c.A person who knowingly exhibits, displays or utters a document or other writing which falsely purports to be a driver’s license, birth certificate or other document issued by a governmental agency and which could be used as a means of verifying a person’s identity or age or any other personal identifying information is guilty of a crime of the third degree.  A violation of N.J.S.2C:28-7, constituting a disorderly persons offense, section 1 of P.L.1979, c.264 (C.2C:33-15), R.S.33:1-81 or section 6 of P.L.1968, c.313 (C.33:1-81.7) in a case where the person uses the personal identifying information of another to illegally purchase an alcoholic beverage or for using the personal identifying information of another to misrepresent his age for the purpose of obtaining tobacco or other consumer product denied to persons under 18 years of age shall not constitute an offense under this subsection if the actor received only that benefit or service and did not perpetrate or attempt to perpetrate any additional injury or fraud on another.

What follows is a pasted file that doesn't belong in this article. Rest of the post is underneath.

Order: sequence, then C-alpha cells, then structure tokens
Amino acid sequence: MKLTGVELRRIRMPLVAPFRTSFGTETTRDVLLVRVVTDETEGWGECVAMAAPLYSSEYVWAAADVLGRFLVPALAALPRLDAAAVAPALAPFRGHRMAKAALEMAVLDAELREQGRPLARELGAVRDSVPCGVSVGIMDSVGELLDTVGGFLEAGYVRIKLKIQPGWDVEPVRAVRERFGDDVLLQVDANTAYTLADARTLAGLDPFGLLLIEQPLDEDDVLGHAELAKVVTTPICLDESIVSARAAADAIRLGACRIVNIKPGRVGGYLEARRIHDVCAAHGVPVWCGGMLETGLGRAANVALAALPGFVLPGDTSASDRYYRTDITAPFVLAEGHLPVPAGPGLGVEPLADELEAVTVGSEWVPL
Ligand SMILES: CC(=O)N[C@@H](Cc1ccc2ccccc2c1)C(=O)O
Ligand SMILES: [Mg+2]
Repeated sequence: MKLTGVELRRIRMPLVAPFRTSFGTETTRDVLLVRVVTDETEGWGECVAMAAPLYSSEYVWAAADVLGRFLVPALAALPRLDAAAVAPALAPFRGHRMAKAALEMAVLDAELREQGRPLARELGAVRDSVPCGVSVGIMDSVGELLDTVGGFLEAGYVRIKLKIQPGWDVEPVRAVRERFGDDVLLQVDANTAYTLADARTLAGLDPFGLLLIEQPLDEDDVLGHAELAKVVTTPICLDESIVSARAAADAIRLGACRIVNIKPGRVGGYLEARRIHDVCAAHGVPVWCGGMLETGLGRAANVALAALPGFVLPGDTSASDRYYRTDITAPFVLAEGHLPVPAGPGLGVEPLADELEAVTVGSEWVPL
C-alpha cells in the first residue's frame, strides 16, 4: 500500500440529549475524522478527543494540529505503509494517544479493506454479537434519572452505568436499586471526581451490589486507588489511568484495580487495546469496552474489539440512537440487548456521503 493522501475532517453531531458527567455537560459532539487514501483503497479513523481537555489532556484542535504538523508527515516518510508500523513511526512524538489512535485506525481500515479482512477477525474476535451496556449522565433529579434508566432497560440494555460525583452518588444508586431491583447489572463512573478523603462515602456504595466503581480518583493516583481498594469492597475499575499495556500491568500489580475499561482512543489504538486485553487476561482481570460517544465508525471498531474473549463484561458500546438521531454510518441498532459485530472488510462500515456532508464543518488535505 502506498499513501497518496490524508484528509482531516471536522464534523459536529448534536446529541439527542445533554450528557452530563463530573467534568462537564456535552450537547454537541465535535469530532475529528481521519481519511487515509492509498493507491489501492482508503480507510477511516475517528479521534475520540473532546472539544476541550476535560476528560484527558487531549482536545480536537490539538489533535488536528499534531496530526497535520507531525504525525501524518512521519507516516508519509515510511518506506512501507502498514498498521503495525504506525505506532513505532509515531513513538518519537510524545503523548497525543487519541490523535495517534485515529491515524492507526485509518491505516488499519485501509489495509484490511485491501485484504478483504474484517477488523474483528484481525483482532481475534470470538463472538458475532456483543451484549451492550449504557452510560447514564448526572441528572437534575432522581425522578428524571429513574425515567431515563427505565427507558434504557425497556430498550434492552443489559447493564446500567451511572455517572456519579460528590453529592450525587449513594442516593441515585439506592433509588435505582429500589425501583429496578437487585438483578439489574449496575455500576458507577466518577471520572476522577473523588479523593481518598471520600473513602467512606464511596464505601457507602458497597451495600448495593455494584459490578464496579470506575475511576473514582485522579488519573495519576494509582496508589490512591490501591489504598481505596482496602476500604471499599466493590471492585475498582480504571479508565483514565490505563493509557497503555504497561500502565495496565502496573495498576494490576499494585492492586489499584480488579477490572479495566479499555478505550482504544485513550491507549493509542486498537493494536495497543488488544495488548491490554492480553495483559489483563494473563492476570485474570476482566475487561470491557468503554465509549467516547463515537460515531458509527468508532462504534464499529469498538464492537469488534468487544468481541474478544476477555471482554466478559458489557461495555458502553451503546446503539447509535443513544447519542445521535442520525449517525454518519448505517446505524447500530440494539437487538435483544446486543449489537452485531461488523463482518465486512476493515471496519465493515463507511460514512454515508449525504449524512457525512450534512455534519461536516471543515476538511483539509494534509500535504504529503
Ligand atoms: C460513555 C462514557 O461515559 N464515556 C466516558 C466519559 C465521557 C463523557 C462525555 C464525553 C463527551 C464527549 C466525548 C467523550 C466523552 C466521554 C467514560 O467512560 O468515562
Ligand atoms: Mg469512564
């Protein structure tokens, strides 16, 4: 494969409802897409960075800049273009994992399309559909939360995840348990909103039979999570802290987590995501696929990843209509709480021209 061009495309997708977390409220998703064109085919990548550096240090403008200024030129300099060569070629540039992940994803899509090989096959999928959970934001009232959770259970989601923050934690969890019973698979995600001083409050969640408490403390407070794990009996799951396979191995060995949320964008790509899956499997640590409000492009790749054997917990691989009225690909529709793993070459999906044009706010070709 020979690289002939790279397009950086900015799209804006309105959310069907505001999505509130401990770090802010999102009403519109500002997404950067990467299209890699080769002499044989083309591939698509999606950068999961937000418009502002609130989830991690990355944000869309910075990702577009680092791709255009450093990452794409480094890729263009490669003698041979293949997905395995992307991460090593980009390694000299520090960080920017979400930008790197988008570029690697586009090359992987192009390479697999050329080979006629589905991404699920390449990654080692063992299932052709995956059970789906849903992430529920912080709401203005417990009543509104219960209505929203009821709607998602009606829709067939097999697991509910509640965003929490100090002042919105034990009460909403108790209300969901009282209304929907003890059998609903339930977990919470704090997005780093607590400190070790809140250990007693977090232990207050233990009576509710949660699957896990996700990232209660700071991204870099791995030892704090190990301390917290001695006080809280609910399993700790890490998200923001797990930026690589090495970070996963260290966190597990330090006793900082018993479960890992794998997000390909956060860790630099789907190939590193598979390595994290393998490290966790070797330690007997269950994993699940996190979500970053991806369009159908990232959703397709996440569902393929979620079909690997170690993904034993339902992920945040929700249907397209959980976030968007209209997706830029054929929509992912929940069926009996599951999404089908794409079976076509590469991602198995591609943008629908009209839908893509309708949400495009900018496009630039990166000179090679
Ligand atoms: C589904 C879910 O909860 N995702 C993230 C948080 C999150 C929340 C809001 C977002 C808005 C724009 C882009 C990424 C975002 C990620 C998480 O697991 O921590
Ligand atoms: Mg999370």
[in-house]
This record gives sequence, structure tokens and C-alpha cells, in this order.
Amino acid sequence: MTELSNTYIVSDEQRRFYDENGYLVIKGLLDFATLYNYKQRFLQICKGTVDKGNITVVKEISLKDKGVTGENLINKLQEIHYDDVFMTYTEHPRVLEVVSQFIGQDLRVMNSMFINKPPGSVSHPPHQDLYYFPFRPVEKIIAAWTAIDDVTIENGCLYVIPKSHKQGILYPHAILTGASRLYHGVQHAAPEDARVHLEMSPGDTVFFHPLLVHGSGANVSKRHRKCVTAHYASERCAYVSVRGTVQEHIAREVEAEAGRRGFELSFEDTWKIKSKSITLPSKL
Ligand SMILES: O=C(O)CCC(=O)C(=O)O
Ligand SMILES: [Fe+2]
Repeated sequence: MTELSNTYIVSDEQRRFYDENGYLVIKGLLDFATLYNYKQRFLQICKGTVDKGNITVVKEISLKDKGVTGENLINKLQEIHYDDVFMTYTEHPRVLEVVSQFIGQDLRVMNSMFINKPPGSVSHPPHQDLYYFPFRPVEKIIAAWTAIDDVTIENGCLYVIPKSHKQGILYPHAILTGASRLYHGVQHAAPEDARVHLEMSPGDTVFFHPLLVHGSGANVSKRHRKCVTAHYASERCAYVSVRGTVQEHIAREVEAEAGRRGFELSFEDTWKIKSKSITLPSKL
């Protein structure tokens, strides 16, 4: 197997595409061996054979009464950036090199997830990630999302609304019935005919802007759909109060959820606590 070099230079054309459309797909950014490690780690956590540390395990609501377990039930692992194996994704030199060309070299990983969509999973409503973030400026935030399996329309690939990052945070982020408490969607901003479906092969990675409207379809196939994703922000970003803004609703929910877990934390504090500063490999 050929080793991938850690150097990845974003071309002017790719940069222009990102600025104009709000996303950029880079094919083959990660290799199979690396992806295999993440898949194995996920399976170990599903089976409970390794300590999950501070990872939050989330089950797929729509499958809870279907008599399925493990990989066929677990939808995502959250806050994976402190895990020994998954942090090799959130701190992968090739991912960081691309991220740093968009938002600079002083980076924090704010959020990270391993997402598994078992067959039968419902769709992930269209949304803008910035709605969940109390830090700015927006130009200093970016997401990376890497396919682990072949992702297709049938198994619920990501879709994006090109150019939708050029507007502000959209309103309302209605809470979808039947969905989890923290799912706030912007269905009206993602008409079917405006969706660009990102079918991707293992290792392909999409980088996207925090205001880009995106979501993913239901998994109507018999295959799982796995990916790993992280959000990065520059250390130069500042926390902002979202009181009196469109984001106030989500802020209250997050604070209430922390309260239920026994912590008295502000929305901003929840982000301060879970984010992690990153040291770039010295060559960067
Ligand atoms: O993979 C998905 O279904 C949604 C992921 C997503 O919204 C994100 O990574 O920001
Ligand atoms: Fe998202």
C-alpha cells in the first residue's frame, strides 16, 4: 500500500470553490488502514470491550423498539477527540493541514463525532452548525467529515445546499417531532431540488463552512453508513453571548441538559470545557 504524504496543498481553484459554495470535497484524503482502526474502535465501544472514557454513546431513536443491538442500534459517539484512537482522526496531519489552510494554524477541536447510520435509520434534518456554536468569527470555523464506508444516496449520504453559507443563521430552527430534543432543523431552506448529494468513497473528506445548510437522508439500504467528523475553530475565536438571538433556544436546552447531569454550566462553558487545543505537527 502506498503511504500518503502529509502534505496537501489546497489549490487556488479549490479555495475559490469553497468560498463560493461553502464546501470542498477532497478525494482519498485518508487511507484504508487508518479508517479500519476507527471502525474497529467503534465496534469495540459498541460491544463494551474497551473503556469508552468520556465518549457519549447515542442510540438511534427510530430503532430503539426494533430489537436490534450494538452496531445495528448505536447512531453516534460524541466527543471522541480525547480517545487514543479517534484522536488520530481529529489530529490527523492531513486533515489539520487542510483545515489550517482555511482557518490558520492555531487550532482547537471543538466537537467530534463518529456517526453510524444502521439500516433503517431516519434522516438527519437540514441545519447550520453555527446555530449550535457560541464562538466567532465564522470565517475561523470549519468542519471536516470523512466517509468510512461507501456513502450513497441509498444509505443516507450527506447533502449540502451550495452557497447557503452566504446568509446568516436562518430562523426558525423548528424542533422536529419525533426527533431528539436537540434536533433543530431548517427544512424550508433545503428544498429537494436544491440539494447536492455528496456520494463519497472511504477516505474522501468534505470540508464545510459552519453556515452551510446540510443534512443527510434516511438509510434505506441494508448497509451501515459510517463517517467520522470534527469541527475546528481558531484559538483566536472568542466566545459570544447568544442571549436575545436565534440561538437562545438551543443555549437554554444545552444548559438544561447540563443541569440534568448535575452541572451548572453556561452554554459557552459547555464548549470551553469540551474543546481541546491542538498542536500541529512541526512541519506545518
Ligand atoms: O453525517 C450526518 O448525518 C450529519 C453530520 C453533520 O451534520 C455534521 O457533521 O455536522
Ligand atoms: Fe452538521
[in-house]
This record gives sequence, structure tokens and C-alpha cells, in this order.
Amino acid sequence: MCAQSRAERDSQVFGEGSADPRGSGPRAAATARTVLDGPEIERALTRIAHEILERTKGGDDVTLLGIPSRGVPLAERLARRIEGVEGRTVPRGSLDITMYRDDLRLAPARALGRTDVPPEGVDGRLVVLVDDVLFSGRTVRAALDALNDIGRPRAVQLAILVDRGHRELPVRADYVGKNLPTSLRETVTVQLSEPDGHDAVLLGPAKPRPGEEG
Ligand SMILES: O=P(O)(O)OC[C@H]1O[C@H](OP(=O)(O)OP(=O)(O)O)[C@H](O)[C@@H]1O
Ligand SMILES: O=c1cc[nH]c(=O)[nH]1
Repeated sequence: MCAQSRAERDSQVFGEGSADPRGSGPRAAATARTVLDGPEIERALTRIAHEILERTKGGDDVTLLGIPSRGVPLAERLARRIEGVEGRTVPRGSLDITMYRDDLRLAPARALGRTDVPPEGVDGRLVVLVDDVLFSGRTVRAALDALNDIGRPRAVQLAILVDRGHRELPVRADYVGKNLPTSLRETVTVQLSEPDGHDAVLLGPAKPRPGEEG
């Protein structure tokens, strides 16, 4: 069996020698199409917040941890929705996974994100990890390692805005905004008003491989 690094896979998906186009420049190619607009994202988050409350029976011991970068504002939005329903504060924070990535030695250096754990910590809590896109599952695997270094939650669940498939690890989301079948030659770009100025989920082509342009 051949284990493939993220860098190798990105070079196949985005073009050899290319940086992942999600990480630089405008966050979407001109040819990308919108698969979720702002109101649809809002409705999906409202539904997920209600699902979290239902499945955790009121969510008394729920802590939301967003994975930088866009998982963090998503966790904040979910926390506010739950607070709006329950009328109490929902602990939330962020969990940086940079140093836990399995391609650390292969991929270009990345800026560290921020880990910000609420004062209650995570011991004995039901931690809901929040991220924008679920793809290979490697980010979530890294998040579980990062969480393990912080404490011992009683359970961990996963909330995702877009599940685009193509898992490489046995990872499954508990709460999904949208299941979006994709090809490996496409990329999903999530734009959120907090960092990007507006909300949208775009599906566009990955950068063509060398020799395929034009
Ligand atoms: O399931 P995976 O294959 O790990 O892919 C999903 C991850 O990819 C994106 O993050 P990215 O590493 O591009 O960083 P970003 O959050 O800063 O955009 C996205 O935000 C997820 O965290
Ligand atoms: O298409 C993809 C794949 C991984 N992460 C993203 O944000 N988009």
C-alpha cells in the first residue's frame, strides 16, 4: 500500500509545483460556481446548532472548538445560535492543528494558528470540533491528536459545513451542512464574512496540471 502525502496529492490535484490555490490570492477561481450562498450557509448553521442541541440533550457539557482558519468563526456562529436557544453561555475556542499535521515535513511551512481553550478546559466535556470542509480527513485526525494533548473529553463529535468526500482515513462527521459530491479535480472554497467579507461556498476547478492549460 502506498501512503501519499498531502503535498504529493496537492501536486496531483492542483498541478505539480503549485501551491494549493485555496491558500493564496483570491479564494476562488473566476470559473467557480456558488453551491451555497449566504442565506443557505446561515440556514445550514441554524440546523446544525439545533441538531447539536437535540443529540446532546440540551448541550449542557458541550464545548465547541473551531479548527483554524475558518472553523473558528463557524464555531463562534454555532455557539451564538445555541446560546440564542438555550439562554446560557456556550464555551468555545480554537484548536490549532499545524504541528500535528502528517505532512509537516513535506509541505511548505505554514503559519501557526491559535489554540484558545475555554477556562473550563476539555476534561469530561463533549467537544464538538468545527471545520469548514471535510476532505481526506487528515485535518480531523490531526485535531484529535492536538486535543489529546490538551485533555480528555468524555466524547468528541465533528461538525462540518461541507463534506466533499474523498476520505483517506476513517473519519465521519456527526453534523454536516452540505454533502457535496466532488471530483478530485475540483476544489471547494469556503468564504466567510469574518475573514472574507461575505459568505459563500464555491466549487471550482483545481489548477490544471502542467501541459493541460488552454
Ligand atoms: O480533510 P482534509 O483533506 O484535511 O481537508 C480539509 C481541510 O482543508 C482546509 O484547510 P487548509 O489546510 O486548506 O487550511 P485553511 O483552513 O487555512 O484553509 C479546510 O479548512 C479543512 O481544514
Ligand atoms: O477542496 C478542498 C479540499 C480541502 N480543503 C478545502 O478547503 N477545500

d.A person who knowingly possesses a document or other writing which falsely purports to be a driver’s license, birth certificate or other document issued by a governmental agency and which could be used as a means of verifying a person’s identity or age or any other personal identifying information is guilty of a crime of the fourth degree.  A violation of N.J.S.2C:28-7, constituting a disorderly persons offense, section 1 of P.L.1979, c.264 (C.2C:33-15), R.S.33:1-81 or section 6 of P.L.1968, c.313 (C.33:1-81.7) in a case where the person uses the personal identifying information of another to illegally purchase an alcoholic beverage or for using the personal identifying information of another to misrepresent his age for the purpose of obtaining tobacco or other consumer product denied to persons under 18 years of age shall not constitute an offense under this subsection if the actor received only that benefit or service and did not perpetrate or attempt to perpetrate any additional injury or fraud on another.